The Appellate Division in Hochman held that the first three elements of the offenses were proven beyond a reasonable doubt. The pivotal issue was whether the state had proven beyond a reasonable doubt the fourth element of the defense, that the vehicle was uninsured. The question was thus whether the liability insurance policy had been lawfully and effectively canceled when defendant Hochman was charged for the offense. The court found that Allstate had not properly canceled the insurance policy. The Hochman court held;
A notice of cancellation of a policy of automobile liability insurance is effective in this State only if it is based on one
or more statutorily enumerated reasons, including the nonpayment of premiums. N.J.S.A. 17:29C-7(A)(a). Moreover, prior to March 10, 1981, where, as here, the cancellation was for nonpayment of premiums, the notice of cancellation must have been mailed or delivered by the insurance carrier (here Allstate) to the insured (here either defendant or his wife) at least ten days prior to the effective date of cancellation and must have been accompanied by a statement of the reason given for such cancellation. N.J.S.A. 17:29C-8. Weathers v. Hartford Ins. Group 77 N.J. 228, 234 (1978). Proof of mailing the notice, however, is not conclusive on the issue. The insured may still offer proof that he never received the notice “for the purpose of refuting the hypothesis of mailing.”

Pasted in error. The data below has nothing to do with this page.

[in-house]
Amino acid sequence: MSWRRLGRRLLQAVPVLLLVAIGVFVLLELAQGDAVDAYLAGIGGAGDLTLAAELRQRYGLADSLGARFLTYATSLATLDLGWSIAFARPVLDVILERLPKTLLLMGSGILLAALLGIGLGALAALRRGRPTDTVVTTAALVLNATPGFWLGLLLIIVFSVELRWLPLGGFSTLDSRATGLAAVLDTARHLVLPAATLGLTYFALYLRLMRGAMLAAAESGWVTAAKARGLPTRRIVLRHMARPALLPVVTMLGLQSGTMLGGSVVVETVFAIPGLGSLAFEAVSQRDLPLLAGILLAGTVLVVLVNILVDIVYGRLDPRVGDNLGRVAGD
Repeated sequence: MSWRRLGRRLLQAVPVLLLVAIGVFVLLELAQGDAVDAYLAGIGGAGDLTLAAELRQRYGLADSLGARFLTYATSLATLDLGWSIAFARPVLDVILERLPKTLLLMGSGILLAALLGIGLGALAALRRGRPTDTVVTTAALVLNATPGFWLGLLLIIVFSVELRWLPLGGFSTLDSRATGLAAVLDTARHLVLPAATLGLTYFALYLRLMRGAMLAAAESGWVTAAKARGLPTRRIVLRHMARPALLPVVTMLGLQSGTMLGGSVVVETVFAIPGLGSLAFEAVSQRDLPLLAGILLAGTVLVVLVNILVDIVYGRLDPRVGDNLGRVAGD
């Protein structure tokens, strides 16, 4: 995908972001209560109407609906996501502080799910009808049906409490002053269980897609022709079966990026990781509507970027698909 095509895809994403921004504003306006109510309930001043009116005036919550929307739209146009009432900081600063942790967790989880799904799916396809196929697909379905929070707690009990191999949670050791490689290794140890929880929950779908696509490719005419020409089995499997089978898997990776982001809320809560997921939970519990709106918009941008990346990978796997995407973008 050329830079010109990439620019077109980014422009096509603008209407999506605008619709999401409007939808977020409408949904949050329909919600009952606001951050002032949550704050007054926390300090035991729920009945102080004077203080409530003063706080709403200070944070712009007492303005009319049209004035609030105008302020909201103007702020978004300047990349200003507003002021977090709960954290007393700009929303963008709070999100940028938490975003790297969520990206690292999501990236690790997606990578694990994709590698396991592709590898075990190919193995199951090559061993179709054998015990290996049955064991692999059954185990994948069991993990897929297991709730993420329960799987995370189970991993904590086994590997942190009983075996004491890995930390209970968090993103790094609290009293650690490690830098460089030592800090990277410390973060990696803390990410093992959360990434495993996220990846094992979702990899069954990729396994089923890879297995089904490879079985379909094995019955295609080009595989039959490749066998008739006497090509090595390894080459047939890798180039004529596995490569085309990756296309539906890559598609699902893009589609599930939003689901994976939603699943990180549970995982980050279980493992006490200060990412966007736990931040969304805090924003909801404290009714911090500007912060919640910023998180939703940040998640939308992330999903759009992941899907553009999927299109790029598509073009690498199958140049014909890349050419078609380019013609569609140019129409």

The Hochman court noted that although Allstate claimed that a notice of cancellation was sent to the defendant’s wife, this did not establish that the notice satisfied the statutory requirement of N.J.S.A. 17:29C-8. There is no proof that the notice mailed to the named insured (assuming that defendant’s wife was the insured named in the policy) or that it was mailed to the address shown in the policy, or that its contents complied with statutory requirements. The court held “thus, we are constrained to hold that the state failed to sustain its burden of proving beyond a reasonable doubt that the Allstate automobile liability insurance policy covering defendant’s vehicle was lawfully canceled. The Allstate policy therefore was presumptively in full force and effect... and defendant’s conviction for violating the compulsory insurance provisions of N.J.S.A. 39:6B-2 cannot stand.”
Operation is different in no-insurance matters than in drunk-driving cases. A defendant who is seated in the driver’s seat, behind the steering wheel of a vehicle that is under tow and was in physical control of the vehicle did not “operate” the vehicle for the purposes of prohibiting operating the vehicle while suspended, operating an uninsured vehicle and operating an unregistered vehicle, where the vehicle did not have an engine and was incapable of being operated under its own power. Counsel can argue the state must prove the defendant drove the vehicle. State v. Derby 256 N.J. Super. 702 (Law Div. 1992).
In a case involving Personal Injury Protection/No Fault PIP benefits, the Appellate Division ruled that an insurance company did not properly mail a notice of cancellation, thus the policy was not canceled. See Hodges v. Pennsylvania National Insurance Company, 260 N.J. Super. 217, 222-23 (App. Div. 1992).